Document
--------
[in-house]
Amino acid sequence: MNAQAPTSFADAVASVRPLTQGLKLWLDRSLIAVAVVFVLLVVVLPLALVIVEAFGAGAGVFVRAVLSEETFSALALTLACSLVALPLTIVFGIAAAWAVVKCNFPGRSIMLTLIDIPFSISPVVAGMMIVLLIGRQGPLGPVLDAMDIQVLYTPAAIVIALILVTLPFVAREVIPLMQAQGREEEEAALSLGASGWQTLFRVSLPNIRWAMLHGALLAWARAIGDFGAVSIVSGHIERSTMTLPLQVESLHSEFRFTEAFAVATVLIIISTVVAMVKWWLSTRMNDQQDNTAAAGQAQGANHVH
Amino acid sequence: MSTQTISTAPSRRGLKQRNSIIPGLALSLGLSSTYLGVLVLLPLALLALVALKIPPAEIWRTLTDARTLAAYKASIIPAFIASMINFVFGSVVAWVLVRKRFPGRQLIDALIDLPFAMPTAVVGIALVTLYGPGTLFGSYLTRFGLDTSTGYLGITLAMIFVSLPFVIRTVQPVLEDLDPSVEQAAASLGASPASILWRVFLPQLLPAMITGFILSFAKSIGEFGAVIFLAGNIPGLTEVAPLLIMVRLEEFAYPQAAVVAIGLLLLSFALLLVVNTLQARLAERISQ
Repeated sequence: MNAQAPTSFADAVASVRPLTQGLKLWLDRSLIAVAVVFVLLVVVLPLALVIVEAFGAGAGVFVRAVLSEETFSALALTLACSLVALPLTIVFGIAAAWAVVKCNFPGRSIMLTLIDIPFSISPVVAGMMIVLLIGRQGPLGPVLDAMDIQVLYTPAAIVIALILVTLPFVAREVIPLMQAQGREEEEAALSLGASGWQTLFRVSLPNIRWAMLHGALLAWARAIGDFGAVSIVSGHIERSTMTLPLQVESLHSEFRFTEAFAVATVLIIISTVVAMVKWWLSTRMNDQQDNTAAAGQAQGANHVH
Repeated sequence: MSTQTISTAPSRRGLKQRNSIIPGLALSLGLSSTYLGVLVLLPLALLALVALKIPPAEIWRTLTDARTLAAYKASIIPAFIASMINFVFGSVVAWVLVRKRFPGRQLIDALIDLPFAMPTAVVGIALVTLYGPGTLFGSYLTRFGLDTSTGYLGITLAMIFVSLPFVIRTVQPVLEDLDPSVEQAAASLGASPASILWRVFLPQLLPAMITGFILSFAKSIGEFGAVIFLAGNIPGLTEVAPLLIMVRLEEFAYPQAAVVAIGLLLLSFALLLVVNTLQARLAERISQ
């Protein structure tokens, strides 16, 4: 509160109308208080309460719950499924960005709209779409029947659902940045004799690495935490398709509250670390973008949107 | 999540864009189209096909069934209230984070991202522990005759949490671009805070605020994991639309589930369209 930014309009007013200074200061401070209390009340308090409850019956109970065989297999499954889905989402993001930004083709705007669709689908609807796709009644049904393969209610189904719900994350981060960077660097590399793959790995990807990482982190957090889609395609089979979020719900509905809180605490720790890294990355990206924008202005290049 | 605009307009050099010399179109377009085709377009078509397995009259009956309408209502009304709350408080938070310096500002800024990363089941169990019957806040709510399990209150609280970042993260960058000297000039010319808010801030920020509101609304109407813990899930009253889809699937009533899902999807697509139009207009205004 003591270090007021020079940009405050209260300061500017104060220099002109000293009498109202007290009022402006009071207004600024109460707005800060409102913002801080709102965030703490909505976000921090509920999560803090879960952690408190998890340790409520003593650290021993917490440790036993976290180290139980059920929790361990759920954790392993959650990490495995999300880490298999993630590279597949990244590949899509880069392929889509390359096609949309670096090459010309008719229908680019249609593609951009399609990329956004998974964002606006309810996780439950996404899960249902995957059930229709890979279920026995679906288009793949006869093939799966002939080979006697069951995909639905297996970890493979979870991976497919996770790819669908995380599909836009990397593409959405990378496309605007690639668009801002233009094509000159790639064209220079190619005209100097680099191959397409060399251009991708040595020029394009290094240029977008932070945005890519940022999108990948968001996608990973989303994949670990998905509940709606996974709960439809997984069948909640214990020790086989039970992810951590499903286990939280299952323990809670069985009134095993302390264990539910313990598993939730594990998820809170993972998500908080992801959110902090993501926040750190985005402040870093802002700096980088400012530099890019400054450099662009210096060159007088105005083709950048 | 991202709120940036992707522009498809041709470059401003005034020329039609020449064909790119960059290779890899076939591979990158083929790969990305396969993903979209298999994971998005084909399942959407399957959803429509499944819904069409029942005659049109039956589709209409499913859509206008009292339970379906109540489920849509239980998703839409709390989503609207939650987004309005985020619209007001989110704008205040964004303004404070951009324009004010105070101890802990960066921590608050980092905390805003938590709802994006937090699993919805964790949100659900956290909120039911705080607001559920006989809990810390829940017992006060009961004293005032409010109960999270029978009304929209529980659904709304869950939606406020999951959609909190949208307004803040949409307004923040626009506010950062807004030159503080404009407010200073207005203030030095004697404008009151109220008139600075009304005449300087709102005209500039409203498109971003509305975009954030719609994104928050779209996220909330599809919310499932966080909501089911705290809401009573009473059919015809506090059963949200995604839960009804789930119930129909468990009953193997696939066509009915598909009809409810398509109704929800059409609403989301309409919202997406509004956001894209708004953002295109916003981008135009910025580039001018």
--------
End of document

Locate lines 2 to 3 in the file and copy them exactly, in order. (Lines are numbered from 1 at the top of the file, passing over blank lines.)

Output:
Amino acid sequence: MNAQAPTSFADAVASVRPLTQGLKLWLDRSLIAVAVVFVLLVVVLPLALVIVEAFGAGAGVFVRAVLSEETFSALALTLACSLVALPLTIVFGIAAAWAVVKCNFPGRSIMLTLIDIPFSISPVVAGMMIVLLIGRQGPLGPVLDAMDIQVLYTPAAIVIALILVTLPFVAREVIPLMQAQGREEEEAALSLGASGWQTLFRVSLPNIRWAMLHGALLAWARAIGDFGAVSIVSGHIERSTMTLPLQVESLHSEFRFTEAFAVATVLIIISTVVAMVKWWLSTRMNDQQDNTAAAGQAQGANHVH
Amino acid sequence: MSTQTISTAPSRRGLKQRNSIIPGLALSLGLSSTYLGVLVLLPLALLALVALKIPPAEIWRTLTDARTLAAYKASIIPAFIASMINFVFGSVVAWVLVRKRFPGRQLIDALIDLPFAMPTAVVGIALVTLYGPGTLFGSYLTRFGLDTSTGYLGITLAMIFVSLPFVIRTVQPVLEDLDPSVEQAAASLGASPASILWRVFLPQLLPAMITGFILSFAKSIGEFGAVIFLAGNIPGLTEVAPLLIMVRLEEFAYPQAAVVAIGLLLLSFALLLVVNTLQARLAERISQ